Notification of potential claims may be an insurance policy requirement. You might also need to consider notifying third parties such as the police, sector specific regulatory or professional bodies, bank or credit card companies who can assist in reducing the risk of financial loss to individuals, and trade unions.
Prevention better than cure
The ICO maintains it is essential that the protection of people’s personal information is part of organisations’ culture and DNA. Here are some top tips for protecting personal information from wrongful disclosure:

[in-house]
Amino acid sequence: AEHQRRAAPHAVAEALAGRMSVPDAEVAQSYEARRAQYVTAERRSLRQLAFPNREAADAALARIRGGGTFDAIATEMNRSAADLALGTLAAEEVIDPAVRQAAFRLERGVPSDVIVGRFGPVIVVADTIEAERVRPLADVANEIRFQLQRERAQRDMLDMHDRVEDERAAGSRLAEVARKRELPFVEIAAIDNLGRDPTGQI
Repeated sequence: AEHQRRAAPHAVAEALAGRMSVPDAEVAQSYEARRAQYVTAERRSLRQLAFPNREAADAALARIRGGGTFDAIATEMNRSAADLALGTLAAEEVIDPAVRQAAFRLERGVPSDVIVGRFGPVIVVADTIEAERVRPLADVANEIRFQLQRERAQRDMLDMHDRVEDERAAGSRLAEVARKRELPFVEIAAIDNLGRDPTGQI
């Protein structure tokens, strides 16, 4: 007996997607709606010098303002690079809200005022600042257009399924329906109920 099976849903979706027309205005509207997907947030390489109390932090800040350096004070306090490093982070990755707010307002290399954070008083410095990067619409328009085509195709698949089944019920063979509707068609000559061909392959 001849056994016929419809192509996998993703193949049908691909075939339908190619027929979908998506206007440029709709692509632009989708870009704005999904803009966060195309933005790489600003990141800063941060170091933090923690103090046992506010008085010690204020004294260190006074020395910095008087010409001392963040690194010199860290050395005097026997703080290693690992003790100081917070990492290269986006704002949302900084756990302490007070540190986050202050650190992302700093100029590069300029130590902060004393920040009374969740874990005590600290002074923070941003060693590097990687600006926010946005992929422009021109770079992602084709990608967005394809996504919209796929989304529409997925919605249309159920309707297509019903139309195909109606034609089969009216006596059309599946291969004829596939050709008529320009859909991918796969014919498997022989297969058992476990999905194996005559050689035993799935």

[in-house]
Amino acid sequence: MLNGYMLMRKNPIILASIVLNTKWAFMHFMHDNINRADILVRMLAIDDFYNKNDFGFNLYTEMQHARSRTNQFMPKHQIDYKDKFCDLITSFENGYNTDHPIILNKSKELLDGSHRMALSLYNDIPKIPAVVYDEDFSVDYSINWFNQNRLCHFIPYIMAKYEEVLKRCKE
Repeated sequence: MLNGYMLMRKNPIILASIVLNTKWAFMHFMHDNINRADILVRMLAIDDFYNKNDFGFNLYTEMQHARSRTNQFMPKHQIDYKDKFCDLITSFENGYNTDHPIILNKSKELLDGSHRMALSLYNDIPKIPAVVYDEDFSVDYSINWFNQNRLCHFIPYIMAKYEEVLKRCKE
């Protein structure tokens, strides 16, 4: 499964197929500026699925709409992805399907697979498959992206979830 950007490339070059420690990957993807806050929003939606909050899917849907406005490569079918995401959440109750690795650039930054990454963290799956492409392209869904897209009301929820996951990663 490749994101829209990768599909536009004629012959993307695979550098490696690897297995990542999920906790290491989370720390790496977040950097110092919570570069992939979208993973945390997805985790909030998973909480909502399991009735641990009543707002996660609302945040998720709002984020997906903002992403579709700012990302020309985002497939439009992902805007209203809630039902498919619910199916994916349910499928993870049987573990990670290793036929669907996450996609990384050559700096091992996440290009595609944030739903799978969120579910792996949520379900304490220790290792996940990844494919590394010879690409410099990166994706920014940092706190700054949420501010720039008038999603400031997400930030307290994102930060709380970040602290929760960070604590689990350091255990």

- review your data protection policies;
- review your technical and organisational security measures (such as password policies and physical security of IT systems);
- ensure appropriate contracts and guarantees are in place with third parties to whom data may be transferred for processing;
- ensure you know who you are disclosing personal information to – are they genuine and are they entitled to the personal details they are asking for?. This will help prevent ‘blagging’ (where information is obtained by deceiving the organisation who holds it);
- encrypt important or sensitive data;
- ensure staff receive adequate training in the risks of wrongful disclosure;
- review ISO standards 27001 and 27002 which are relevant to information security management and information security.